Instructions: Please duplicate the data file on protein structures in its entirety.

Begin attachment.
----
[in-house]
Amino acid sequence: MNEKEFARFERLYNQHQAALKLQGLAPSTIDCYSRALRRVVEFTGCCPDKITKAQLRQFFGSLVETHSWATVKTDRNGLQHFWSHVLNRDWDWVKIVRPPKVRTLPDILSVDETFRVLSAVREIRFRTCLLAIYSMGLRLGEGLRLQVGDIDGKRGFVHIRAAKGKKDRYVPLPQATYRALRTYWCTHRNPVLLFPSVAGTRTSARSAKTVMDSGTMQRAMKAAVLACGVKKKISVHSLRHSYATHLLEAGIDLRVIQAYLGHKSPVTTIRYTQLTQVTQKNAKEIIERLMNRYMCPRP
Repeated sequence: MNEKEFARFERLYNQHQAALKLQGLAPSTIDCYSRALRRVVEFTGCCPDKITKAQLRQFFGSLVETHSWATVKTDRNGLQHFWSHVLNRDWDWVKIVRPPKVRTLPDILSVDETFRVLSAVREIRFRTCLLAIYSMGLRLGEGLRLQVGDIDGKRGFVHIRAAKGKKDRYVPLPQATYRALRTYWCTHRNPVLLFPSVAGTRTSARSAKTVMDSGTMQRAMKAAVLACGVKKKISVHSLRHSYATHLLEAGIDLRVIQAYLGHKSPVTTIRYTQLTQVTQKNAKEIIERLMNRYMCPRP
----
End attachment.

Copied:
[in-house]
Amino acid sequence: MNEKEFARFERLYNQHQAALKLQGLAPSTIDCYSRALRRVVEFTGCCPDKITKAQLRQFFGSLVETHSWATVKTDRNGLQHFWSHVLNRDWDWVKIVRPPKVRTLPDILSVDETFRVLSAVREIRFRTCLLAIYSMGLRLGEGLRLQVGDIDGKRGFVHIRAAKGKKDRYVPLPQATYRALRTYWCTHRNPVLLFPSVAGTRTSARSAKTVMDSGTMQRAMKAAVLACGVKKKISVHSLRHSYATHLLEAGIDLRVIQAYLGHKSPVTTIRYTQLTQVTQKNAKEIIERLMNRYMCPRP
Repeated sequence: MNEKEFARFERLYNQHQAALKLQGLAPSTIDCYSRALRRVVEFTGCCPDKITKAQLRQFFGSLVETHSWATVKTDRNGLQHFWSHVLNRDWDWVKIVRPPKVRTLPDILSVDETFRVLSAVREIRFRTCLLAIYSMGLRLGEGLRLQVGDIDGKRGFVHIRAAKGKKDRYVPLPQATYRALRTYWCTHRNPVLLFPSVAGTRTSARSAKTVMDSGTMQRAMKAAVLACGVKKKISVHSLRHSYATHLLEAGIDLRVIQAYLGHKSPVTTIRYTQLTQVTQKNAKEIIERLMNRYMCPRP